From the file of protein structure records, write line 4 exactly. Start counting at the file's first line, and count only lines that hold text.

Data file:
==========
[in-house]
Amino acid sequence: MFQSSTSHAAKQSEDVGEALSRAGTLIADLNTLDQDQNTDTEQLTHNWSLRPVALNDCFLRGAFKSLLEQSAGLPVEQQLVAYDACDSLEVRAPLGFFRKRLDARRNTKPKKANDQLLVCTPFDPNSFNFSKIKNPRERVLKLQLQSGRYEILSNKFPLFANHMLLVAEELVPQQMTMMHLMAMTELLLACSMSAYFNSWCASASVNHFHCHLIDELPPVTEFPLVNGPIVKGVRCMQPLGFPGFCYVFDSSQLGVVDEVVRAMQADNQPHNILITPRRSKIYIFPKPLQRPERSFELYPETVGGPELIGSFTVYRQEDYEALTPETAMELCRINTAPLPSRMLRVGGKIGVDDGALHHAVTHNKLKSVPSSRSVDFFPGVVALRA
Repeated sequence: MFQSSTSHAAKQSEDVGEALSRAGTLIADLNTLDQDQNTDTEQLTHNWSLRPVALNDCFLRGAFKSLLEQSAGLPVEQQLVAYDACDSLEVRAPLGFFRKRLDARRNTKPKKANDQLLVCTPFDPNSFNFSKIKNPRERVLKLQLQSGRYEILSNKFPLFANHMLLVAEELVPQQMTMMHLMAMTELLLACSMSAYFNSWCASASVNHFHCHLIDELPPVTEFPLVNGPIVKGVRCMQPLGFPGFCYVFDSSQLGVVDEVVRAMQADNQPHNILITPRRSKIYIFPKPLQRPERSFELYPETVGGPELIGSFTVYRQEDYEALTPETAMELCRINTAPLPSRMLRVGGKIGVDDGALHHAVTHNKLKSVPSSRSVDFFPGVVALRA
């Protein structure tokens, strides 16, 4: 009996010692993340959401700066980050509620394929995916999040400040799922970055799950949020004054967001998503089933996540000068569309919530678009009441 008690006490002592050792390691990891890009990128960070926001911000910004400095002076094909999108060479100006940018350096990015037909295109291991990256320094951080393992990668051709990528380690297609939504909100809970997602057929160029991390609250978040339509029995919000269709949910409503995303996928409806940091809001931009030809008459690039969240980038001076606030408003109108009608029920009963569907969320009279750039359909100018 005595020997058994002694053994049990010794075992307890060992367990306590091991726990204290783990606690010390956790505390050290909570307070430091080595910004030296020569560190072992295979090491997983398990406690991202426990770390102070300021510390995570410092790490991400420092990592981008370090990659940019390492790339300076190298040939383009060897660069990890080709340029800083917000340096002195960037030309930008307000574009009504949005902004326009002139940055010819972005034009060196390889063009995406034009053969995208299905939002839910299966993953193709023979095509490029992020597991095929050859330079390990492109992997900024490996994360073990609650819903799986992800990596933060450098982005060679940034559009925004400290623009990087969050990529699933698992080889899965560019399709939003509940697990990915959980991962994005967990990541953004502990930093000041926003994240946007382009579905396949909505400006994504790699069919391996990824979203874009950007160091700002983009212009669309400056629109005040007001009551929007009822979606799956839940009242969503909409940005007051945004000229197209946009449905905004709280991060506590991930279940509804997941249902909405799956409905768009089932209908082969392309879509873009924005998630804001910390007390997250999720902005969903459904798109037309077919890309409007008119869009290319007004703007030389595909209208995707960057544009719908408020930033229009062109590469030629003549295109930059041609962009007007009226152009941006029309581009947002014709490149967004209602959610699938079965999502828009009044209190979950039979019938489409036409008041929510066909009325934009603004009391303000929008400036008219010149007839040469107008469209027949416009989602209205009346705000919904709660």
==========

């Protein structure tokens, strides 16, 4: 009996010692993340959401700066980050509620394929995916999040400040799922970055799950949020004054967001998503089933996540000068569309919530678009009441 008690006490002592050792390691990891890009990128960070926001911000910004400095002076094909999108060479100006940018350096990015037909295109291991990256320094951080393992990668051709990528380690297609939504909100809970997602057929160029991390609250978040339509029995919000269709949910409503995303996928409806940091809001931009030809008459690039969240980038001076606030408003109108009608029920009963569907969320009279750039359909100018 005595020997058994002694053994049990010794075992307890060992367990306590091991726990204290783990606690010390956790505390050290909570307070430091080595910004030296020569560190072992295979090491997983398990406690991202426990770390102070300021510390995570410092790490991400420092990592981008370090990659940019390492790339300076190298040939383009060897660069990890080709340029800083917000340096002195960037030309930008307000574009009504949005902004326009002139940055010819972005034009060196390889063009995406034009053969995208299905939002839910299966993953193709023979095509490029992020597991095929050859330079390990492109992997900024490996994360073990609650819903799986992800990596933060450098982005060679940034559009925004400290623009990087969050990529699933698992080889899965560019399709939003509940697990990915959980991962994005967990990541953004502990930093000041926003994240946007382009579905396949909505400006994504790699069919391996990824979203874009950007160091700002983009212009669309400056629109005040007001009551929007009822979606799956839940009242969503909409940005007051945004000229197209946009449905905004709280991060506590991930279940509804997941249902909405799956409905768009089932209908082969392309879509873009924005998630804001910390007390997250999720902005969903459904798109037309077919890309409007008119869009290319007004703007030389595909209208995707960057544009719908408020930033229009062109590469030629003549295109930059041609962009007007009226152009941006029309581009947002014709490149967004209602959610699938079965999502828009009044209190979950039979019938489409036409008041929510066909009325934009603004009391303000929008400036008219010149007839040469107008469209027949416009989602209205009346705000919904709660």